In recent years, women’s football has seen a remarkable surge in popularity and broadcasting reach. Notable events like the Women’s Euros and World Cup have brought some of the world’s finest female soccer players to TV screens, motivating young fans and demonstrating that soccer is a sport for everyone. However, it’s striking that many of the most compelling soccer documentaries still revolve around the men’s game, often neglecting the women’s side of the sport. This is what makes this particular documentary so captivating.
“Footeuses,” a 45-minute documentary produced by the French brand Yard, delves into how female footballers in France are breaking barriers and improving opportunities for French women and girls following the 2019 World Cup. It sheds light on the biases and challenges female soccer players encounter as they strive to excel in the sport they are passionate about. While it’s in the French language, English subtitles are available, and you can catch it on the Yard YouTube channel. Give it a go — you won’t be disappointed.
7. *Shame in the Game – Racism in Football* (2020)
Speaking of the social issues tied to soccer, we can’t overlook the profound impact of racism on the global game, not only in recent times but throughout its history. Various films and publications have explored this issue, but the BBC’s ‘Shame in the Game’ stands out as one of the most compelling examples. This short film employs heartfelt interviews and undercover footage to shed light on the alarming fact that hate crimes at English and Welsh professional football matches surged by 66% during the 2019-20 season.
This soccer documentary emphasizes that, despite some progress, soccer still faces a long journey in eradicating racism. It underscores how individuals are affected by abuse, focusing on the detrimental role of social media. This film is available for viewing on BBC iPlayer.
8. *All Or Nothing: Manchester City* (2018)
Amazon Prime’s ‘All Or Nothing’ series has taken the world by storm in recent years. It delves deep into the world of elite sports, offering exclusive behind-the-scenes glimpses of what transpires in the dressing room, on the training field, and within the homes of star athletes. Among these compelling releases, the 2018 edition stands out as exceptional.
This installment zeroes in on the English Premier League’s Manchester City during their record-breaking “Centurions” season. They triumphed over rivals like Manchester United, Liverpool, and Tottenham Hotspur to seize the league title. It underscores the immense skill, unwavering dedication, and innovative spirit required to join the ranks of the greatest teams in British football history.
This documentary’s spotlight on Pep Guardiola, a modern coaching legend, is truly captivating. His intensity and brilliance shine brilliantly throughout. ‘All or Nothing’ offers intriguing insights into what motivates top athletes and performers in the world of sports. To experience this captivating narrative, head over to Amazon Prime and give it a watch.
9. *Warnock* (2005)
Moving from one of the modern giants of European football to a man whose legendary status in English soccer was forged through decades in the less glamorous lower divisions. While many international soccer enthusiasts may not be acquainted with Neil Warnock’s work, he’s an iconic figure in the UK, evoking both admiration and disdain.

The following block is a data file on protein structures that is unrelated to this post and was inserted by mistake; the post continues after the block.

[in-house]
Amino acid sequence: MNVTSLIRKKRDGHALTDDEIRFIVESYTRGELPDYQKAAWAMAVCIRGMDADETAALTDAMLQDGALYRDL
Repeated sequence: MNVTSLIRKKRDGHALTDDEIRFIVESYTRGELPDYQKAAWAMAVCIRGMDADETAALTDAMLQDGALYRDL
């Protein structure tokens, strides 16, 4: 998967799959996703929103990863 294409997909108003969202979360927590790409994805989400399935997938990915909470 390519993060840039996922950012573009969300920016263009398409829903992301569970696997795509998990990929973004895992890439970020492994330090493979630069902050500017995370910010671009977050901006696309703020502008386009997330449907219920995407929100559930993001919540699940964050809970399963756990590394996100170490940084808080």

With a remarkable 1,602 professional matches under his management belt, the 74-year-old retired coach oversaw more than 17 clubs during his 40-year career. He achieved an impressive 8 promotions and didn’t shy away from stirring controversy by clashing with referees, officials, rival managers, and opposing players along the way.
His tenure at his hometown club, Sheffield United, represented a cherished opportunity for a coach born and bred in Yorkshire. Fortunately, this period, which spanned the early to mid-noughties, was chronicled in a captivating behind-the-scenes film. “Warnock” captures dressing room showdowns, touchline theatrics, and engrossing interviews. It’s a must-watch for any football enthusiast and can be found on YouTube.
10. *Football’s Most Dangerous Rivalry* (2012)
VICE, the digital platform known for shedding light on the darker facets of football and society at large, has a track record of delving into subjects ranging from far-right marches in the UK to this powerful 2012 documentary that explores one of the most intense sporting rivalries globally.
In a concise 45-minute soccer documentary, the spotlight is on the fierce rivalry between Glasgow giants, Rangers and Celtic, Scotland’s two biggest clubs, locked in mutual animosity. This isn’t a documentary for the faint of heart, as VICE fearlessly confronts violence and racial slurs that are intertwined with a rivalry deeply influenced by sectarianism and religious divisions.
Nevertheless, soccer is invariably shaped by the wider social and political context in which it unfolds. “Football’s Most Dangerous Rivalry” provides a compelling window into this captivating facet of football fandom. If you find this soccer documentary intriguing, it’s readily accessible for viewing on YouTube.
11. *Sir Alex Ferguson: Never Give In* (2021)